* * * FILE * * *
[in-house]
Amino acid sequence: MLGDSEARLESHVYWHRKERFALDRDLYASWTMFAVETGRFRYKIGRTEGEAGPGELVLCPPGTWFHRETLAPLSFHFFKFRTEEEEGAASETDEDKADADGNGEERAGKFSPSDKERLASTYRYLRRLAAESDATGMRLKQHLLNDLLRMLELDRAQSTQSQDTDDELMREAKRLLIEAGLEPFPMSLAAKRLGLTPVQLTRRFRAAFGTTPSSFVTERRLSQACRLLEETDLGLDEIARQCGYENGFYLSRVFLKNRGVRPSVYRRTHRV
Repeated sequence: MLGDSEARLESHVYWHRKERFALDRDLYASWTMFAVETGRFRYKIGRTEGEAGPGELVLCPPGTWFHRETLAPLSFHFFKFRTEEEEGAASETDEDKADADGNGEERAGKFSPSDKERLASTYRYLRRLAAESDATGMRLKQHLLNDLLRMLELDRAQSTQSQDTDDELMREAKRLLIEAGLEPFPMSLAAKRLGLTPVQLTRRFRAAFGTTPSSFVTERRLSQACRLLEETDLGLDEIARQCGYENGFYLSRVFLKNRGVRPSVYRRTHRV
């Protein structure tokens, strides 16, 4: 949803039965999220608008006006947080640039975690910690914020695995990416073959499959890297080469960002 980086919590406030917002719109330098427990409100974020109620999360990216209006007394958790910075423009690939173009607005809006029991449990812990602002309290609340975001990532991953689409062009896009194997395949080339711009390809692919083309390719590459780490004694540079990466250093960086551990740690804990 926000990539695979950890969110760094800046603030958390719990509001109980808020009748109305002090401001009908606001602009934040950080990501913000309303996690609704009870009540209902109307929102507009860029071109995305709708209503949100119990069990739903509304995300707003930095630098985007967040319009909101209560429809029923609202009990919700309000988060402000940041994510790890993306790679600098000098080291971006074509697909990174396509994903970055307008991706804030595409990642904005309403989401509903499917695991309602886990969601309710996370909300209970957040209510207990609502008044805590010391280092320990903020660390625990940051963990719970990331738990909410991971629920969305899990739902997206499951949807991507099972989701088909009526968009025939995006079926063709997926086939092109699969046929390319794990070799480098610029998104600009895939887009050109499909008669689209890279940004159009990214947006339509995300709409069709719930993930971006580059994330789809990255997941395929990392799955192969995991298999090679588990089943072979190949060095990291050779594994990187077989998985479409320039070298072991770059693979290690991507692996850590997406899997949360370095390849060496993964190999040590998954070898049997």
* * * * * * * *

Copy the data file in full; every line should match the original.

[in-house]
Amino acid sequence: MLGDSEARLESHVYWHRKERFALDRDLYASWTMFAVETGRFRYKIGRTEGEAGPGELVLCPPGTWFHRETLAPLSFHFFKFRTEEEEGAASETDEDKADADGNGEERAGKFSPSDKERLASTYRYLRRLAAESDATGMRLKQHLLNDLLRMLELDRAQSTQSQDTDDELMREAKRLLIEAGLEPFPMSLAAKRLGLTPVQLTRRFRAAFGTTPSSFVTERRLSQACRLLEETDLGLDEIARQCGYENGFYLSRVFLKNRGVRPSVYRRTHRV
Repeated sequence: MLGDSEARLESHVYWHRKERFALDRDLYASWTMFAVETGRFRYKIGRTEGEAGPGELVLCPPGTWFHRETLAPLSFHFFKFRTEEEEGAASETDEDKADADGNGEERAGKFSPSDKERLASTYRYLRRLAAESDATGMRLKQHLLNDLLRMLELDRAQSTQSQDTDDELMREAKRLLIEAGLEPFPMSLAAKRLGLTPVQLTRRFRAAFGTTPSSFVTERRLSQACRLLEETDLGLDEIARQCGYENGFYLSRVFLKNRGVRPSVYRRTHRV
């Protein structure tokens, strides 16, 4: 949803039965999220608008006006947080640039975690910690914020695995990416073959499959890297080469960002 980086919590406030917002719109330098427990409100974020109620999360990216209006007394958790910075423009690939173009607005809006029991449990812990602002309290609340975001990532991953689409062009896009194997395949080339711009390809692919083309390719590459780490004694540079990466250093960086551990740690804990 926000990539695979950890969110760094800046603030958390719990509001109980808020009748109305002090401001009908606001602009934040950080990501913000309303996690609704009870009540209902109307929102507009860029071109995305709708209503949100119990069990739903509304995300707003930095630098985007967040319009909101209560429809029923609202009990919700309000988060402000940041994510790890993306790679600098000098080291971006074509697909990174396509994903970055307008991706804030595409990642904005309403989401509903499917695991309602886990969601309710996370909300209970957040209510207990609502008044805590010391280092320990903020660390625990940051963990719970990331738990909410991971629920969305899990739902997206499951949807991507099972989701088909009526968009025939995006079926063709997926086939092109699969046929390319794990070799480098610029998104600009895939887009050109499909008669689209890279940004159009990214947006339509995300709409069709719930993930971006580059994330789809990255997941395929990392799955192969995991298999090679588990089943072979190949060095990291050779594994990187077989998985479409320039070298072991770059693979290690991507692996850590997406899997949360370095390849060496993964190999040590998954070898049997």